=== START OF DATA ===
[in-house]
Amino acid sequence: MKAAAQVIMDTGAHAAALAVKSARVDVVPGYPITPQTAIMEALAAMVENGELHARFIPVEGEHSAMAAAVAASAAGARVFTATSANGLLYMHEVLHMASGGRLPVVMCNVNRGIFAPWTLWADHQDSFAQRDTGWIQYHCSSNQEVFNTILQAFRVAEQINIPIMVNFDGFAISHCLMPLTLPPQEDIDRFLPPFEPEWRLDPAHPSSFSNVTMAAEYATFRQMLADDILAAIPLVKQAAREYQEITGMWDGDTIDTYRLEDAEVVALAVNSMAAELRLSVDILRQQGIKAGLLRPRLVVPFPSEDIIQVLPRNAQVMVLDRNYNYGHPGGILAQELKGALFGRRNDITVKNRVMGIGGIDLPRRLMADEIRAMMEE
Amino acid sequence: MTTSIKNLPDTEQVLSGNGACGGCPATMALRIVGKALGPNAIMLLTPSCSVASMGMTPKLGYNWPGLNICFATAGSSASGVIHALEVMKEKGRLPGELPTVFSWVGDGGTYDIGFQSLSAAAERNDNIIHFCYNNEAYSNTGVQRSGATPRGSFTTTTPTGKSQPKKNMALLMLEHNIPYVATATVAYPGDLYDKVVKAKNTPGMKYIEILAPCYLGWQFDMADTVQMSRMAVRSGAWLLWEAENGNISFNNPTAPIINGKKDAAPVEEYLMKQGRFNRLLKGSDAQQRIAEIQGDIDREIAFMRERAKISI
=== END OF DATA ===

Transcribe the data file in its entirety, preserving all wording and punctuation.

[in-house]
Amino acid sequence: MKAAAQVIMDTGAHAAALAVKSARVDVVPGYPITPQTAIMEALAAMVENGELHARFIPVEGEHSAMAAAVAASAAGARVFTATSANGLLYMHEVLHMASGGRLPVVMCNVNRGIFAPWTLWADHQDSFAQRDTGWIQYHCSSNQEVFNTILQAFRVAEQINIPIMVNFDGFAISHCLMPLTLPPQEDIDRFLPPFEPEWRLDPAHPSSFSNVTMAAEYATFRQMLADDILAAIPLVKQAAREYQEITGMWDGDTIDTYRLEDAEVVALAVNSMAAELRLSVDILRQQGIKAGLLRPRLVVPFPSEDIIQVLPRNAQVMVLDRNYNYGHPGGILAQELKGALFGRRNDITVKNRVMGIGGIDLPRRLMADEIRAMMEE
Amino acid sequence: MTTSIKNLPDTEQVLSGNGACGGCPATMALRIVGKALGPNAIMLLTPSCSVASMGMTPKLGYNWPGLNICFATAGSSASGVIHALEVMKEKGRLPGELPTVFSWVGDGGTYDIGFQSLSAAAERNDNIIHFCYNNEAYSNTGVQRSGATPRGSFTTTTPTGKSQPKKNMALLMLEHNIPYVATATVAYPGDLYDKVVKAKNTPGMKYIEILAPCYLGWQFDMADTVQMSRMAVRSGAWLLWEAENGNISFNNPTAPIINGKKDAAPVEEYLMKQGRFNRLLKGSDAQQRIAEIQGDIDREIAFMRERAKISI